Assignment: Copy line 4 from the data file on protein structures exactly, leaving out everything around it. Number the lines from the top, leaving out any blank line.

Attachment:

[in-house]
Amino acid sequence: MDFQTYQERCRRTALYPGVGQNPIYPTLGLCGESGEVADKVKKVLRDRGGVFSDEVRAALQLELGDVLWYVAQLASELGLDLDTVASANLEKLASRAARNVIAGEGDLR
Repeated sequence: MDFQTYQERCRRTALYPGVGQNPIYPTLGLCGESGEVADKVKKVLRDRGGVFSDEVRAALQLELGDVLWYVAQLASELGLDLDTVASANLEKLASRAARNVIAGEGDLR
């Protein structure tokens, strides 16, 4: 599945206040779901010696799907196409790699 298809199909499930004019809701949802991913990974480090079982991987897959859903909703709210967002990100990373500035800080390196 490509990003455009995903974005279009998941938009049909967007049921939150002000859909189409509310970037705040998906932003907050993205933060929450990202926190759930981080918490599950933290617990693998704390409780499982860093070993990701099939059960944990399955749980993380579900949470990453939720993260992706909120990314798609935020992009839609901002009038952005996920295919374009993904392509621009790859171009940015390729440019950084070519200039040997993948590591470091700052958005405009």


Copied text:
């Protein structure tokens, strides 16, 4: 599945206040779901010696799907196409790699 298809199909499930004019809701949802991913990974480090079982991987897959859903909703709210967002990100990373500035800080390196 490509990003455009995903974005279009998941938009049909967007049921939150002000859909189409509310970037705040998906932003907050993205933060929450990202926190759930981080918490599950933290617990693998704390409780499982860093070993990701099939059960944990399955749980993380579900949470990453939720993260992706909120990314798609935020992009839609901002009038952005996920295919374009993904392509621009790859171009940015390729440019950084070519200039040997993948590591470091700052958005405009």